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Glasses Malone Pays Tribute to Four Decades of West Coast Rap on '6 N' the Mornin''

The project will include original Glasshouse favorites that will be available for the first time on DSPs.

Glasses Malone Pays Tribute to Four Decades of West Coast Rap on '6 N' the Mornin''

Today, Watts rapper Glasses Malone debuts "6 'N the Mornin' (GMX)", a reworking of Ice-T's foundational gangster rap cut. Produced by Ty Dolla $ign, the g-funk interpretation features slick new verses from Ice-T and Snoop Dogg and a boisterous hook by Ty Dolla $ign himself. "6 'N the Mornin' (GMX)" is the lead single from a reimagined version of Glasses' acclaimed 2012 Glasshouse mixtape available via Division Distribution this Spring. The project will include original Glasshouse favorites that will be available for the first time on DSPs along with brand new music featuring The Game, Too $hort, Raphael Saadiq, Schoolboy Q and more joining original guests E-40, Cypress Hill, Kurupt, Xzibit, Warren G, Kid Ink, Coolio and Tha Eastsidaz.

"Maya Angelou once said 'if you don't know where you've come from, you don't know where you're going,'" explains Glasses Malone. "As the last true essence of this west coast rap lineage, I want this project to connect the DNA. The history of The West. '6 'N the Mornin' (GMX)' is the start with 4 decades of West Coast artists coming together and putting on for the culture."

The single follows his jaw-dropping "2Pac Must Die," in which Glasses' tells the story of Tupac Shakur's death from the perspective of Compton Crip gang member Orlando "Baby Lane" Anderson, whom many believe shot and killed Tupac. "2Pac Must Die" became an Internet sensation, logging more than 5.1 million views and leading to Glasses Malone getting high profile interviews with The Breakfast Club and Big Boy, among others.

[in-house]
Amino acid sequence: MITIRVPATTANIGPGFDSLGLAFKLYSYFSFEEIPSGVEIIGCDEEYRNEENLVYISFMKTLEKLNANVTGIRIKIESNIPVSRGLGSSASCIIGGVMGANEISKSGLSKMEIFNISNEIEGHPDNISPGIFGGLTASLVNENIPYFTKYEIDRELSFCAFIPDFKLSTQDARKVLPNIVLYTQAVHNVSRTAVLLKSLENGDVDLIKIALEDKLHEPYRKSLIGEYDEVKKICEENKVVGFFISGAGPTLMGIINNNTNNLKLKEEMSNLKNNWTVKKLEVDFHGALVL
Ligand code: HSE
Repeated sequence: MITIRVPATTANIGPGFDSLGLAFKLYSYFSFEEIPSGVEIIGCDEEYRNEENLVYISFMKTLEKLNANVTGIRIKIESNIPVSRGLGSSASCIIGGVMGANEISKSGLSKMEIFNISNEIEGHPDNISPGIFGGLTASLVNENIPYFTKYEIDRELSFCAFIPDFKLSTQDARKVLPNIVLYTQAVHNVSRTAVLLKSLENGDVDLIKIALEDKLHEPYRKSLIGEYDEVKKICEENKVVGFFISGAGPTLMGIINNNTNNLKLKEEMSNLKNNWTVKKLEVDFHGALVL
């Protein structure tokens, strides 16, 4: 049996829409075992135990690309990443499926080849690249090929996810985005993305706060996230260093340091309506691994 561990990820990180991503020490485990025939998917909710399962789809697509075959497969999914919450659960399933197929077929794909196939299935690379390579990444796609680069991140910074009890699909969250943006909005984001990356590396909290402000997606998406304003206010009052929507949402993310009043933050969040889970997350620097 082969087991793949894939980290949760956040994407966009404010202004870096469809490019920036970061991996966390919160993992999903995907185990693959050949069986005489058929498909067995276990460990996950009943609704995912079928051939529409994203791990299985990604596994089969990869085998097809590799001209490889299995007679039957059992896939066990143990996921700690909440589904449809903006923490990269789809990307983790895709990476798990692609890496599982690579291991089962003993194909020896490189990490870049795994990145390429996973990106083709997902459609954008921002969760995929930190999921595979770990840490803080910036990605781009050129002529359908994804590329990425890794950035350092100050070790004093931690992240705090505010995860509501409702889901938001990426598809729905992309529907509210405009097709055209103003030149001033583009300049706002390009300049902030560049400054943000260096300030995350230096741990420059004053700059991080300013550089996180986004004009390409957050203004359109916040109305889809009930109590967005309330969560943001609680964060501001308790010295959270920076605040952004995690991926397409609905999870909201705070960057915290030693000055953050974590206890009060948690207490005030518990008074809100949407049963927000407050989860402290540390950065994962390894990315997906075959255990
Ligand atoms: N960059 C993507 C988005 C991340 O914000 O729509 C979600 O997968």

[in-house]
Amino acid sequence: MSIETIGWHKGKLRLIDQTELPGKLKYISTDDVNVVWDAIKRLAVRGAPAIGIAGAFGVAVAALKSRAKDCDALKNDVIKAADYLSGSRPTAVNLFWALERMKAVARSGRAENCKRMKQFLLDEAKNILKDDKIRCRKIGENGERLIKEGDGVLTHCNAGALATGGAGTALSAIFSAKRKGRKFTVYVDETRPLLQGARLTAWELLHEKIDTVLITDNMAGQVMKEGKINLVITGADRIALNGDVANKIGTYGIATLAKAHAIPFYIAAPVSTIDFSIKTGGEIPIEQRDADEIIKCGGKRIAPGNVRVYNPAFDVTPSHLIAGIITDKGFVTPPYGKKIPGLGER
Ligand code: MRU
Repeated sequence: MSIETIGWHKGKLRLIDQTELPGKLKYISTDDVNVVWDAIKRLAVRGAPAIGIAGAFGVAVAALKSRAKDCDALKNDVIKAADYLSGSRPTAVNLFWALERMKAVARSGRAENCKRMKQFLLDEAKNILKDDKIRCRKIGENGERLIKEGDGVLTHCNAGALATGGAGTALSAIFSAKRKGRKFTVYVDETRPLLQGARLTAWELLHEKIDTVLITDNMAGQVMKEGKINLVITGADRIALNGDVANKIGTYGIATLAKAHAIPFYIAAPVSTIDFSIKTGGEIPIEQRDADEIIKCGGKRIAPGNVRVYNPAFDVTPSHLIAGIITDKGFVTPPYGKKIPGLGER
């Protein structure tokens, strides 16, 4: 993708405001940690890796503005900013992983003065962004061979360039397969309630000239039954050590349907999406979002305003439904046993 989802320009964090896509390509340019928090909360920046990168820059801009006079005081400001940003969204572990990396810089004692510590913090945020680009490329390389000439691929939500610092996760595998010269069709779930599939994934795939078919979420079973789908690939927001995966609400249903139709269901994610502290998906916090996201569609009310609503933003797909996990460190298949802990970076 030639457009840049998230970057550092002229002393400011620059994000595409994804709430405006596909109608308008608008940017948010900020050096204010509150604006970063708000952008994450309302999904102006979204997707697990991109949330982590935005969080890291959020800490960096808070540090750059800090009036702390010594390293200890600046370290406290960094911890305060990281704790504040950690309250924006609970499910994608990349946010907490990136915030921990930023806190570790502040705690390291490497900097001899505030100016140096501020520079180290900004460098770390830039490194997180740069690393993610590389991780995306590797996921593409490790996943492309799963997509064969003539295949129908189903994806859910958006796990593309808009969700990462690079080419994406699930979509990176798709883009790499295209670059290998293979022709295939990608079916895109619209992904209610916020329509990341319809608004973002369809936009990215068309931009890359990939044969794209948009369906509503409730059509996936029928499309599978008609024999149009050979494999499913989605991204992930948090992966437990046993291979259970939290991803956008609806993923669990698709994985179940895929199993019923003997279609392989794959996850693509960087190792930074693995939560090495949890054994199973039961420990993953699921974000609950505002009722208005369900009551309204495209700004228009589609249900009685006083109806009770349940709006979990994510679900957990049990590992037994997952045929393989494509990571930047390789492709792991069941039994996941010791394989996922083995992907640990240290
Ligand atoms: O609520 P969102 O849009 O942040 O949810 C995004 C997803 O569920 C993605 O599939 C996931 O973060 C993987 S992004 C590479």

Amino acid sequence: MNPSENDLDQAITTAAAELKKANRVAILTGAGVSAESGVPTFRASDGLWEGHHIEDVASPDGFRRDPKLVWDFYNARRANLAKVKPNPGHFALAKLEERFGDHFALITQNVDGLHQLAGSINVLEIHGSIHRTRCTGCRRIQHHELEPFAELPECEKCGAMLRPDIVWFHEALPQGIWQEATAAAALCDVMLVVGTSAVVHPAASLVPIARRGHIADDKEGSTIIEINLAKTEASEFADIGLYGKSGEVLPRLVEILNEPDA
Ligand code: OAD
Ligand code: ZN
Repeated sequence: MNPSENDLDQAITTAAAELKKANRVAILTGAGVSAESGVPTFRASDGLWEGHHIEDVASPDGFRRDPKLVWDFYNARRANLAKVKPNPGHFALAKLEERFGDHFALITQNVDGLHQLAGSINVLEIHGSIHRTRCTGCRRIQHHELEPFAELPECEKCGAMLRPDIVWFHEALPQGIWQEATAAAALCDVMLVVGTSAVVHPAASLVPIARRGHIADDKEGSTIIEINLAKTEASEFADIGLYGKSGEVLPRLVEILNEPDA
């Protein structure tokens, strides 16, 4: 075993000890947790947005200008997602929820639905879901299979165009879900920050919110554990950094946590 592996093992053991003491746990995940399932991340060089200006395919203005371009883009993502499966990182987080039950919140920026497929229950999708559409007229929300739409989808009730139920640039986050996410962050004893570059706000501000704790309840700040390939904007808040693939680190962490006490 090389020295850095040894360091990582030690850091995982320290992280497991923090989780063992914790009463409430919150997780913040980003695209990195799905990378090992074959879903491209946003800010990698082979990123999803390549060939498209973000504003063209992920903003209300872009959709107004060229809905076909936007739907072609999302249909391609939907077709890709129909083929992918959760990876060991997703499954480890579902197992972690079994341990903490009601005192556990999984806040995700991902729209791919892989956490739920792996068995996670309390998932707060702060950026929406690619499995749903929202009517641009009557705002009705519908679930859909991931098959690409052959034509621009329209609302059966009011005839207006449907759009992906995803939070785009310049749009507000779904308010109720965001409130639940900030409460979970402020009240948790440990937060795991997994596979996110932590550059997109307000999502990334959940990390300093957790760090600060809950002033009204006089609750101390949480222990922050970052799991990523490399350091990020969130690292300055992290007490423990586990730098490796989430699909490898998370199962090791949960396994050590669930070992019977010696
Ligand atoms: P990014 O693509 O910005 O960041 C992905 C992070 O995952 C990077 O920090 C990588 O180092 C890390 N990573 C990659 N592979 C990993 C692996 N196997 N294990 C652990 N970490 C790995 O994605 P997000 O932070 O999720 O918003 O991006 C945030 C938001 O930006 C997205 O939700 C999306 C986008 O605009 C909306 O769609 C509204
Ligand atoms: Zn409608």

Glasses Malone knows how to make a statement. In July 2019, the Watts, California rapper released "2Pac Must Die" song and video, in which Glasses Malone tells the story of Tupac Shakur's death from the perspective of Compton Crip gang member Orlando "Baby Lane" Anderson, whom many believe shot and killed Tupac.

"2Pac Must Die" pushed Glasses Malone creatively, earning him one of the biggest songs of his career. "It's the only way I've ever been successful in life, when I took things into my own hands," Glasses Malone says. "It's what my mom raised me to be, a leader."

Growing up as a street-racing enthusiast in the gang-infested streets of Southern California, Glasses Malone focused on creativity early on. It was a way to express himself as he shuttled between Watts and Compton, became a gang member, dealt drugs, and endured his mother getting a 20-year federal prison sentence. He became a gear head, someone who studied cars as much as rap. Thus, it's no wonder several of his projects and songs have vehicular themes.

In his music, Glasses Malone's remarkable blend of street insight, social commentary, and lyricism earned him ringing endorsements from a series of rap icons, including JAY-Z and Dr. Dre. From there, Glasses Malone became a rap fixture thanks to a series of acclaimed mixtapes, including White Lightening. Glasses Malone was introduced in 2006 to Mack 10, who brought him to the Cash Money Records fold. Over the next several years, he released celebrated projects and was featured in 2018 on the Netflix show Fastest Car.

As he prepares for the release of his next project Glasshouse, Glasses Malone is readying three more albums for this year and establishing himself as an artist synonymous with creating innovative music, television, and film projects.

"I was bred by Birdman to run a record label," Glasses Malone says. "I was schooled by Mack 10 to understand what it would take to succeed from a musical and visual perspective, what it would need to look like. The right person was casted for this film."

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